Nice the hear from someone in A2.
Back in the 50s, I worked at WUOM-FM cataloging the Diamond collection
of 78's we only got through 1100 items before I was done with my masters
in Library Science. Due to my work on a bibliography of recorded sound,
organizing the meetings leading up to the first 1965 steering meeting at
the Ford Museum (resulting in 1966 founding of ARSC) as well as working
under Kurtz Myers at the Detroit Public Library (DPL) as pre-pro, while
in school, I was tapped to help open the Lincoln Center, Rodgers and
Hammerstein Archives of Recorded Sound, NY as my first job. Quite a bit
later I opened the Oakland University Performing Arts Library (PAL) --
unfortunately it was returned to the main library years later after the
School of Performing Arts was disbanded. In the early 70s I also worked
with Berry Gordy's sister on saving materials for their Motown
archive/museum when they were dumping things for moving to LA.
My thoughts are, that if you are looking for or interested in doing work
in recorded sound, you might want to look and inquire at WUOM-FM or the
UM School of Music. Michigan State also has/had a large collection of
recordings; mostly tapes [I believe the Vincent oral history WWII
broadcast tapes are part of this now.] Motown has their archive. It
wouldn't hurt to check in with any of these to learn what's going on in
the area. Ask for their thoughts and suggestions. There were several
major collections in Grand Rapids; friends/colleagues of mine (both men
died--I don't know what happened to their collections.) Ohio and Indiana
have major sound archives (see ARSC directory). I'm not up on what's
going on now with DPL collections; major collection of LPs (Kurtz was
author/compiler of /Record Ratings/ for years with the Music Library
Association.) DPL also has a large collection on Black performers; the
Anyway--if you want to work in the field, you should just start by
contacting the major players in the areas; there are at least 7 major
archives in the 3 state area (MI, OH, IN,) including Film; both at
Dearborn Public, and Ford Museum (has films, recordings, and other
media.) Jim Limbacker was the film guru at Dearborn--long deceased, but
I suspect the film archive/program still exists somewhere in Michigan,
if not at the library. Get yourself known to them, so when they hear of
something they can either contact you or recommend those looking to talk
with you. Start your own regional directory of newer
collectors/collection (people who are not in the ARSC directory) to pass
around--this will get your name out there rather quickly.
The Michigan Arts Festivals are places to meet up with archivists as well.
On 6/21/2017 1:34 PM, matt love wrote:
> I've been on this list for many many years, lurking except for a post or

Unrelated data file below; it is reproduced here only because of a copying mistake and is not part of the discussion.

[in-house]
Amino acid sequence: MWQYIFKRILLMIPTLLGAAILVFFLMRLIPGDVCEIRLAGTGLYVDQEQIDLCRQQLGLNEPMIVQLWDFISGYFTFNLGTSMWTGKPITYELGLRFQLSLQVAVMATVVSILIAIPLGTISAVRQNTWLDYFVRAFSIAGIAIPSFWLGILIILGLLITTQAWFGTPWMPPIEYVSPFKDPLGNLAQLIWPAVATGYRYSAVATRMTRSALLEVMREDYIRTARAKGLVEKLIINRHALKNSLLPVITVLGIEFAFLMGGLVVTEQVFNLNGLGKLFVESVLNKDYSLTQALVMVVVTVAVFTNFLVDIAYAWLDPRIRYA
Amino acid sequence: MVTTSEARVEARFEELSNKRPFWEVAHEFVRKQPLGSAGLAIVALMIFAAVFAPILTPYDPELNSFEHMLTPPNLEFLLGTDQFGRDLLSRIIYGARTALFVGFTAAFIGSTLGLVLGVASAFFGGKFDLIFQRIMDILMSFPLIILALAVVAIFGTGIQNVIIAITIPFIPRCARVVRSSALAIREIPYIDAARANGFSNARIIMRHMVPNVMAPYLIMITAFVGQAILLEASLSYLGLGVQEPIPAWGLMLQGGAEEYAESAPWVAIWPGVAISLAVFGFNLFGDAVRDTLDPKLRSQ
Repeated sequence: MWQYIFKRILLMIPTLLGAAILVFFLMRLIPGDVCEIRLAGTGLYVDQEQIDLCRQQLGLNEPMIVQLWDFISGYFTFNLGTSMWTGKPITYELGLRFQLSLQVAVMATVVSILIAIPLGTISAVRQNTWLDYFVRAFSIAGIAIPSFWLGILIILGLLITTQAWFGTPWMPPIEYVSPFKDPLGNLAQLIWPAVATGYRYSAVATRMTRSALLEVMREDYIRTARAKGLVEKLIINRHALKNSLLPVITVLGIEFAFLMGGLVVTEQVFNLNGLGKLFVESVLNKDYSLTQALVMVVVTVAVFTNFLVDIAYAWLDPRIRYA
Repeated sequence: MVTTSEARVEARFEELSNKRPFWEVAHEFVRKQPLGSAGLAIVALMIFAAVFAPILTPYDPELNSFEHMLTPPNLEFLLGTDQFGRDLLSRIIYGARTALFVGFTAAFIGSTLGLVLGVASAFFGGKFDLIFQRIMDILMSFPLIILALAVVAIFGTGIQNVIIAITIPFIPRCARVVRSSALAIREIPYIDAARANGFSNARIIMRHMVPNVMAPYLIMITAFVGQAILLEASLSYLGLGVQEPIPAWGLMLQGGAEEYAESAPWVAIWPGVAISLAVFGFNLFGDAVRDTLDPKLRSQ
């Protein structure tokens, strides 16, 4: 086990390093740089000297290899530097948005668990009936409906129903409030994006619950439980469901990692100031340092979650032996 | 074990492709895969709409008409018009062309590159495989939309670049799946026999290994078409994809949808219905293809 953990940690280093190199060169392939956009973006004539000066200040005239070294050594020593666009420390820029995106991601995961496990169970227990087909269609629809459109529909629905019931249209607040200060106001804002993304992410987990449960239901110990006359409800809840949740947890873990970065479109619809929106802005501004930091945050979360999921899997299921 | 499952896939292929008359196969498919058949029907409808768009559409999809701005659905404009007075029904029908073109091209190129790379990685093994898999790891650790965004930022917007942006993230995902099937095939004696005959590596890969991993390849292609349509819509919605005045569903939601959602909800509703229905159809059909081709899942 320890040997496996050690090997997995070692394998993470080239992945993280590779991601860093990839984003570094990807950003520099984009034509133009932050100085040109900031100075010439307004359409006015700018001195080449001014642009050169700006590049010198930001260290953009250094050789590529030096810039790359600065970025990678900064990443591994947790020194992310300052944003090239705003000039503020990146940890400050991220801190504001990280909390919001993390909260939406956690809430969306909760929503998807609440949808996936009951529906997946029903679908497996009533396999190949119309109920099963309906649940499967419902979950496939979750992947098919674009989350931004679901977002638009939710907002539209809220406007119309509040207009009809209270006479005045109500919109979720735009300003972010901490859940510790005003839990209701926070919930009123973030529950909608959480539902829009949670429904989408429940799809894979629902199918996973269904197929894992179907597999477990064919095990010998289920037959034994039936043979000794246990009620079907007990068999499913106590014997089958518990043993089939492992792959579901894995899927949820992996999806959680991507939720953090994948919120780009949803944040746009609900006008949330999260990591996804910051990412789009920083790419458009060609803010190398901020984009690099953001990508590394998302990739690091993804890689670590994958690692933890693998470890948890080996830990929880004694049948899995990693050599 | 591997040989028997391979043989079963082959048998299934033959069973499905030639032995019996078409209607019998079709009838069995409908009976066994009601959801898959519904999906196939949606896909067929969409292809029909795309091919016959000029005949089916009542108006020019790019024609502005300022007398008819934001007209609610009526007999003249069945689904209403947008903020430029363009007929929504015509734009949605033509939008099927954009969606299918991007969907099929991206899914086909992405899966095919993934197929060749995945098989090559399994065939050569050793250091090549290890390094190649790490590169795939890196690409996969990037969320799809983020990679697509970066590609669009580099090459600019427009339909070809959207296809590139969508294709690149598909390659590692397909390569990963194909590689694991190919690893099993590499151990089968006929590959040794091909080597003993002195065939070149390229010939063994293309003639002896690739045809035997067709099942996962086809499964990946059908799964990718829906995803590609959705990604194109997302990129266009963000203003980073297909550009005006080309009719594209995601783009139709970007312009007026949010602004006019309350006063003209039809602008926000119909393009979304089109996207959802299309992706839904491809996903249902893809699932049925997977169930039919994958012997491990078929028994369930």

> two, but am finally motivated to post.
> There's a couple or three components to this, I'll try to organize it in a
> way that makes sense.
> First: Joyce Jenje Makwenda will be presenting on her work in the Ann Arbor
> area on Thursday (http://stamps.umich.edu/stamps/detail/joyce_jenje_makwenda
> She is an archivist, historian, ethnomusicologist, and writer who lives and
> works in Harare, Zimbabwe where she founded and runs the Joyce Jenje
> Makwenda Collection Archive
> <http://www.joycejenjearchives.co.zw/author/joyce/>. It is one of the
> largest privately-owned archives in Zimbabwe, housing documented
> interviews, newspapers, vinyl records, photography, musical instruments,
> and other objects.
> She will repeat the presentation in Detroit at the Zimbabwe Cultural Center
> of Detroit on July 13. I thought this might be of interest to ARSC members
> in this area.
> Which leads me to then next part; are there ARSC members in this area (I'm
> just outside Ann Arbor but Detroit is just a 25 minutes away)? I have
> never really been "in the field" and abandoned efforts to work my way in a
> number of years ago, but maybe it's time to rethink.
> Some background: I was in the MLIS program at the University of Washington
> a few years ago. I was interested in reference librarianship, but when
> Google search came in, and I realized that my particular knack for research
> was obsolete! I could either dig in deeper, or shift my focus. I didn't
> have the mental discipline or attention span to dig deeper, so I looked
> around for other areas of interest. I was fascinated with archiving audio
> materials, but there was no coursework available for that there. The more I
> read about this on this list, the more intimidated I became about trying to
> figure this out or do it on my own. I was concerned that I would probably
> ruin rather than preserve what I could get my hands on.
> My degree work was interrupted; now that I am in a new situation, I'm
> thinking perhaps I should rethink this. I haven't looked into what's
> available locally. I'm retired, and don't need to make money, but rust,
> moisture, sticky shed etc never sleeps, so maybe there's something I could
> contribute as a volunteer?
> Thanks to all who stayed with me to the end!
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